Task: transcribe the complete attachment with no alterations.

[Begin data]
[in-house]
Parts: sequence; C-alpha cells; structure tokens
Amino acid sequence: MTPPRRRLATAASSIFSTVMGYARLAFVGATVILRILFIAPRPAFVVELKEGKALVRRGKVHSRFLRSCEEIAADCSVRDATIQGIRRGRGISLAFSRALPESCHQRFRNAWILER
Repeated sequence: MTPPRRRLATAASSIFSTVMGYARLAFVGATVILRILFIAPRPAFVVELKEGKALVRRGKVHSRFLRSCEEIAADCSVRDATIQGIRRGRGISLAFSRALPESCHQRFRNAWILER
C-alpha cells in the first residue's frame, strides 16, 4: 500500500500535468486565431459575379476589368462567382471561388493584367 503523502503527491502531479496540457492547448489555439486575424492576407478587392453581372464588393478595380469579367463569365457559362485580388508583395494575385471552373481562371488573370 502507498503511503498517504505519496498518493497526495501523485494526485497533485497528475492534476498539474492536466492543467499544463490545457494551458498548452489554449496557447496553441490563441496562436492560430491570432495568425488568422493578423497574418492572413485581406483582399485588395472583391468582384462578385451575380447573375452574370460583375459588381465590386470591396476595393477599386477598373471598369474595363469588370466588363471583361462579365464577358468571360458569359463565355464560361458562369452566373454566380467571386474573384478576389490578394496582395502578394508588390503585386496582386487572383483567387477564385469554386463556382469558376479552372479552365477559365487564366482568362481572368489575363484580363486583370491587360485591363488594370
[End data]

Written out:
[in-house]
Parts: sequence; C-alpha cells; structure tokens
Amino acid sequence: MTPPRRRLATAASSIFSTVMGYARLAFVGATVILRILFIAPRPAFVVELKEGKALVRRGKVHSRFLRSCEEIAADCSVRDATIQGIRRGRGISLAFSRALPESCHQRFRNAWILER
Repeated sequence: MTPPRRRLATAASSIFSTVMGYARLAFVGATVILRILFIAPRPAFVVELKEGKALVRRGKVHSRFLRSCEEIAADCSVRDATIQGIRRGRGISLAFSRALPESCHQRFRNAWILER
C-alpha cells in the first residue's frame, strides 16, 4: 500500500500535468486565431459575379476589368462567382471561388493584367 503523502503527491502531479496540457492547448489555439486575424492576407478587392453581372464588393478595380469579367463569365457559362485580388508583395494575385471552373481562371488573370 502507498503511503498517504505519496498518493497526495501523485494526485497533485497528475492534476498539474492536466492543467499544463490545457494551458498548452489554449496557447496553441490563441496562436492560430491570432495568425488568422493578423497574418492572413485581406483582399485588395472583391468582384462578385451575380447573375452574370460583375459588381465590386470591396476595393477599386477598373471598369474595363469588370466588363471583361462579365464577358468571360458569359463565355464560361458562369452566373454566380467571386474573384478576389490578394496582395502578394508588390503585386496582386487572383483567387477564385469554386463556382469558376479552372479552365477559365487564366482568362481572368489575363484580363486583370491587360485591363488594370